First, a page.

Manhattan is a fig. Moving to Vermont and becoming a waitress is a fig. A house in the middle of nowhere in the southeast sector of Utah, with red rocks at every turn, is a fig. Texting girls I want to become friends with is a fig. Santa Cruz is a fig. Writing screenplays is a fig. Opening GarageBand is a fig. Getting a tattoo sleeve is a fig. Wasting away in California for the rest of my life is a fig. Never going back to California is a fig.

Other figs are: San Francisco. Write for a magazine. Go to New Zealand and work at a smoothie shop. Yellowstone National Park. Get really into hiking. Dying my hair pink or blonde or brown. Get headshots. Adopt a black cat. Change my name and work on a ranch. Become good at archery. Have kids. Get married. Elope. Don’t marry at all.

Some never-became-lovers are wrinkled figs that are decomposing into the soil, and some could-become-lovers are hanging a little too high to reach. Doing college radio rotted before I reached it. If saying “I love you” is a fig, choosing not to say “I love you” must also be a fig.

You can make desserts with figs – some I've baked and relished are: a nose piercing, road trips, cowgirl boots, New Orleans, New York with best friends, Austin, working on film sets, and publishing.

When drawing your fig tree, it is nice to draw a compost bin beside it. Moving to Orange County and Seattle are wrinkled and molded figs that have plopped at my feet. At the time I wanted them so dearly, but looking at them years later, I’m so relieved I let them fall.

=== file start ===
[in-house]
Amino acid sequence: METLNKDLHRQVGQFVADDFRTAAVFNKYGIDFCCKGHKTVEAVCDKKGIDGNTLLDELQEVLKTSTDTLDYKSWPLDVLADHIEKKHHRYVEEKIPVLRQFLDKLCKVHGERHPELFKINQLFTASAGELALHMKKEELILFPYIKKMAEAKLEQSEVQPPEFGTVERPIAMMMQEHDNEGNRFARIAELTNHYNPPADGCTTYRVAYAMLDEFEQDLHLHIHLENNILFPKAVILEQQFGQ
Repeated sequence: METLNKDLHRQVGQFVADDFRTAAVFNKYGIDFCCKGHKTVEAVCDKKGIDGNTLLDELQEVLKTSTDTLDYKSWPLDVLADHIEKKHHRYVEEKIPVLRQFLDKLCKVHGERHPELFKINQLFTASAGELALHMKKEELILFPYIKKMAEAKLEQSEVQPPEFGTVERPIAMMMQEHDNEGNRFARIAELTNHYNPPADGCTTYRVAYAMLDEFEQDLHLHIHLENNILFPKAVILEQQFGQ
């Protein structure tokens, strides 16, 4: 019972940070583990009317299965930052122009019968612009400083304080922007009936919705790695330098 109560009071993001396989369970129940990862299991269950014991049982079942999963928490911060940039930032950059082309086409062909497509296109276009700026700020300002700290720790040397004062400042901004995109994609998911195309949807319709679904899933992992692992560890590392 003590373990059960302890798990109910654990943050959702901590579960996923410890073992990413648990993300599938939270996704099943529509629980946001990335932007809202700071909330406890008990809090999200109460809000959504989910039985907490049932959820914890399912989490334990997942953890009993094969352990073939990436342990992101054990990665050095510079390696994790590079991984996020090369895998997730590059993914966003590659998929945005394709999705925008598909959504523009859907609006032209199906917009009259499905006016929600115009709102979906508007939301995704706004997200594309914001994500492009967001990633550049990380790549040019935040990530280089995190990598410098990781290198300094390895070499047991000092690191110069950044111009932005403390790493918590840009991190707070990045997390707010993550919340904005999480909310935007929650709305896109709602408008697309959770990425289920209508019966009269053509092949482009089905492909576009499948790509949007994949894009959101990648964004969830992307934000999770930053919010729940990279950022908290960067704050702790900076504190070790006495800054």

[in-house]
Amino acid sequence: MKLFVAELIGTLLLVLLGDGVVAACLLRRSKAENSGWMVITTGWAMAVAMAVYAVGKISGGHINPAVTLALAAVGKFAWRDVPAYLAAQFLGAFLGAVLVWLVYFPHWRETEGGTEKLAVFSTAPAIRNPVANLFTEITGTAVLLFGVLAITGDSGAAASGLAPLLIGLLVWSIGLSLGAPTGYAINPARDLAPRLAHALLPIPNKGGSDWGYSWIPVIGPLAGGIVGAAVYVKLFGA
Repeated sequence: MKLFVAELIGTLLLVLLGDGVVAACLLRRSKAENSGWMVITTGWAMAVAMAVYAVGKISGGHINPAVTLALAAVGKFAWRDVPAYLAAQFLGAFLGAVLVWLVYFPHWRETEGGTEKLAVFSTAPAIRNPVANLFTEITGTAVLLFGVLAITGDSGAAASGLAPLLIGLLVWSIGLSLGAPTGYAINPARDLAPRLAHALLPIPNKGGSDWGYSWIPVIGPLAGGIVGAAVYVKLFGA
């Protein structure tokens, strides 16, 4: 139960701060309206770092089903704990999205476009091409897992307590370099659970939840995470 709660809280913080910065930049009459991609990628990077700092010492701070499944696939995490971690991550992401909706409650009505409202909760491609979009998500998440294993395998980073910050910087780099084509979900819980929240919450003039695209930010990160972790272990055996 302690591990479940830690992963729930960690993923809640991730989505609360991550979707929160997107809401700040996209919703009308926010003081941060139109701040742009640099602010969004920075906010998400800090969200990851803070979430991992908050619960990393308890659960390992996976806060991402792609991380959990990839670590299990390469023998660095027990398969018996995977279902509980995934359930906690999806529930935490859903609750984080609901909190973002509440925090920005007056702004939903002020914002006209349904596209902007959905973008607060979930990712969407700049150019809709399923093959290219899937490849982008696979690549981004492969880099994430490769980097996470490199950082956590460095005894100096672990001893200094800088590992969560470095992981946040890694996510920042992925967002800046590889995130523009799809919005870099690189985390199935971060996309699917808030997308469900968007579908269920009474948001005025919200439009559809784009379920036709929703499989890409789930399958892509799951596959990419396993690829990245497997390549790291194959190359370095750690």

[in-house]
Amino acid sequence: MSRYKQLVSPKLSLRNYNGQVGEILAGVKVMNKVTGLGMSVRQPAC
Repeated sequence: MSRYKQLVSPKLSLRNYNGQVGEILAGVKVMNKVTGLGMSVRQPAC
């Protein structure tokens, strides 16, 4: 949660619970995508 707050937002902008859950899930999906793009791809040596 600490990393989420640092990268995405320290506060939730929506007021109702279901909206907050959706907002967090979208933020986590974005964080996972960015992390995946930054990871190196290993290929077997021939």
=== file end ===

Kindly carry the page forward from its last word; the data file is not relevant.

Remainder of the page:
New York was a ripe fig for me and I was grabbing a ladder to go and reach it, but I tripped and scraped my knee. I toppled off the ladder and had to limp back up to grab this fig or grab a bandaid for my scratch. For the sake of my dignity, in short, I had this dream and it was in the palm of my hand, but I chose to let it go. I had to walk myself with this fig in my hand and place it in the compost bin. And I had to learn to be okay with that. I could come back later and use the compost to help with the future figs that’ll grow on this tree, but in the meantime, I had to let it rot.

I still cry about it sometimes (though not as often). Not because I’m bitter, but because it is sad. I have to stop myself from wondering what my life would’ve been like if I chose to eat that fig — if I had let the juice drip down my wrist and chin, and let pieces get stuck between my teeth. Would I have a new piercing? Would I dress differently? Would I deem myself smarter or dumber than I do now? Would I be more adventurous? Or more shy? Would I be dead?

Graphic by Binny Bae

Whoever I would be wouldn’t be the same as who I am now, and it takes a lot out of me to understand that I won’t ever get to know.

Some figs hesitantly consumed end up being the most delicious. Some figs end up being mistakes and spoiled. I’ve eaten a few. We crumble so sloppily when we are consumed with the fear of making wrong decisions. I keep wanting and I don’t do. There are so many cities and states that I want to move to. There are so many haircuts I want to have.


We must draw fig trees. To realize they can wrinkle – and to accept it’s okay if they do. There is no harm in drawing out your ambitions and having them stare at you in the gut. Draw them so you don’t starve to death — the ones that you’re okay with letting plop at your feet and the ones you devour. ■